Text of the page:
On 19th September 1970 John Nockels and I set off with the Beatles heading northwards "to inspect a crack that was opening and advancing eastwards from the Gin Bottle" (the start of the calving of a large part of the shelf ice just north of base that departed seawards only months later); "to find a route across the low shelf and to get the dogs fit for the summer". I quote from the report.
This was the first spring trip after the long winter lie up. We were so unfit and the composition of the team had changed. Seletar, the leader and king dog, had absolutely no confidence in me, the rookie driver. Not only did he want to boss every dog in the team - endless fights - but he also wanted to test me.
Poor John. The first spring journey is always very cold, and the weather was foul. On the first day we only managed 12 miles travelling in -15C into a 20 knot head wind. No sooner camped than the wind increased to over 30 knots all night and the next day, so we were tent bound. On day 3 the wind started dropping at midday so we packed up and travelled 10 miles before dark - the days are short in September. The next day it blew preventing travel. On day 5, the wind was 20 knots and poor visibility. We couldn't get away till 11.00am. We were making reasonable progress into the cold, cold wind with some drift. But then the wind increased, the drift increased , the cold and the deteriorating visibility forced us to camp at 3.30pm In four hours we had only covered nine and a half miles. I wrote in my journal "All in all today was a very rugged day's sledging right into the east wind, with drift to boot".
For the next two days it blew 30 - 40 knots so we were forced to lie up. I wrote "We've been out a week now, spent three short days travelling covering 32 miles and four days lying up for blows".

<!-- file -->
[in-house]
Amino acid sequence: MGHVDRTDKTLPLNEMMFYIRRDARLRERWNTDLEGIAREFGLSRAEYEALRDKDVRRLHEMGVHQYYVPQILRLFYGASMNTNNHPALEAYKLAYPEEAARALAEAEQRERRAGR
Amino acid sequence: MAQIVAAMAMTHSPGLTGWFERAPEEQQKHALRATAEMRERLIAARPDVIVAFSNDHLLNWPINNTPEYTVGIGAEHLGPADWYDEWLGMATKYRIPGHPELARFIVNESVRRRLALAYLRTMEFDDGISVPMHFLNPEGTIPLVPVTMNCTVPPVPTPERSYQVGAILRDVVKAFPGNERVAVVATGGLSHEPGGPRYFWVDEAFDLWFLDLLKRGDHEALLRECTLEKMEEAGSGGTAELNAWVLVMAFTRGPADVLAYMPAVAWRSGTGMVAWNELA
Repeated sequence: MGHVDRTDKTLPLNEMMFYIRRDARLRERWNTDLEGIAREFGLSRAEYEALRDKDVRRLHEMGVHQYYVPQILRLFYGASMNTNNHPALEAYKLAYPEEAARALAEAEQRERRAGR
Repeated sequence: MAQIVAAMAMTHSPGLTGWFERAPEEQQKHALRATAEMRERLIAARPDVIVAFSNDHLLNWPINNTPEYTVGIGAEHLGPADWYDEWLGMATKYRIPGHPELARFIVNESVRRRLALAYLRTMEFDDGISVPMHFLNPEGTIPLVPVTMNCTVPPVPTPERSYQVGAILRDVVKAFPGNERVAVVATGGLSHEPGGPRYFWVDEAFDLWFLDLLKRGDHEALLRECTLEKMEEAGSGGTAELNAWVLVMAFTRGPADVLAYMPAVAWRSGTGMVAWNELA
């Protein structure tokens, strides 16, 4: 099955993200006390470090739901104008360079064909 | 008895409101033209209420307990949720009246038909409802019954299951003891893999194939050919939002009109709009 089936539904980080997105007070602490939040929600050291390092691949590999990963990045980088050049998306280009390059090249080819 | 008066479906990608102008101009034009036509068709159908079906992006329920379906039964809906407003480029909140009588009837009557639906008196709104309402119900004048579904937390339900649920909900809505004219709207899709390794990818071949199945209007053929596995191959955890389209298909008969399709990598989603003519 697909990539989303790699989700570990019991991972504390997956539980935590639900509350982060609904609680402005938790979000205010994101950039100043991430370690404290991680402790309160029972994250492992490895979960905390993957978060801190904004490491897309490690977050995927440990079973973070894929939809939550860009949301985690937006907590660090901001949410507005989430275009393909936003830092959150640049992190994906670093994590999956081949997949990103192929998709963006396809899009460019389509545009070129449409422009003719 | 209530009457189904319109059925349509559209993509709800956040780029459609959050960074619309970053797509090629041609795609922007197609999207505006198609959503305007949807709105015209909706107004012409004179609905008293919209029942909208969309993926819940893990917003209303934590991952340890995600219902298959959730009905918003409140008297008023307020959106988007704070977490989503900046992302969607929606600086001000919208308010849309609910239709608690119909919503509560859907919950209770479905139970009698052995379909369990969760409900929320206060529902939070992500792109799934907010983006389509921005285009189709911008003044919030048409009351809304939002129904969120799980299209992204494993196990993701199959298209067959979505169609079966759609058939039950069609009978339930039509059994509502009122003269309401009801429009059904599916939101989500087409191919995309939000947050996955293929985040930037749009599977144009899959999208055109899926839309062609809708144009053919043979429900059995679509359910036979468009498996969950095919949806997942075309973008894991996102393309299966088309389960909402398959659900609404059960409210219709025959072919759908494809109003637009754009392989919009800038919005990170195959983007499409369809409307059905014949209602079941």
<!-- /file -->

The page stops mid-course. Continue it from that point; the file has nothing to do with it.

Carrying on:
On day 8, "the wind dropped and the sun broke through about midday. We were slow in getting away because everything was buried by drift. After only half a mile, John tripped on some sastrugi and fell awkwardly. He said his arm hurt and he thought it was something serious. While he lay like a praying mantis on the ground, I pitched the tent, got him inside, blew up his lilo, got the primus going and then inspected the damage - a dislocated upper arm at the left shoulder, a forward dislocation. He was badly shocked and in pain. At 2.15pm I gave him a shot of morphine. After half an hour he was no better, so I gave him another shot of morphine in the other arm. I waited 5 minutes and then put Doc. Leith's lessons into practice. The bone slipped into the joint with ease and a little pain. With two shots of morphine inside him John was high, and I wished I was on what he was on. I wrapped him and propped him up warm and cosy while I went to finish outside man. I returned to find him drowsy. I gave him a brew. One sip and he vomited. About 6.00pm I tried him with soup - again he vomited".
"John had a good night's sleep, but next morning it was blowing again. John slept all day, waking only for brews though he's not had any solid food yet." About 6.30pm, a rescue muskeg and caboose arrived with the Doc, Brian Cornock and Ron Gill, collected John and headed back to base, leaving Brian as his replacement. So ended John's trip with me rather prematurely. Nine tough days at the tail end of winter. John wasn't a mountaineer. This environment was new to him, but John took it all in his stride. He never once complained though he was often exhausted. He wanted to know the why about everything. He was very good company and I enjoyed this time with him, most of it confined to that small pyramid tent being battered by blizzards.
A post script: the rescue muskeg brought out boxes of man food, dog food, and fuel with which we started a new depot: we called it Depot Nocker. I saw reference to it some years later. I hope it still exists.
[29 September 2014]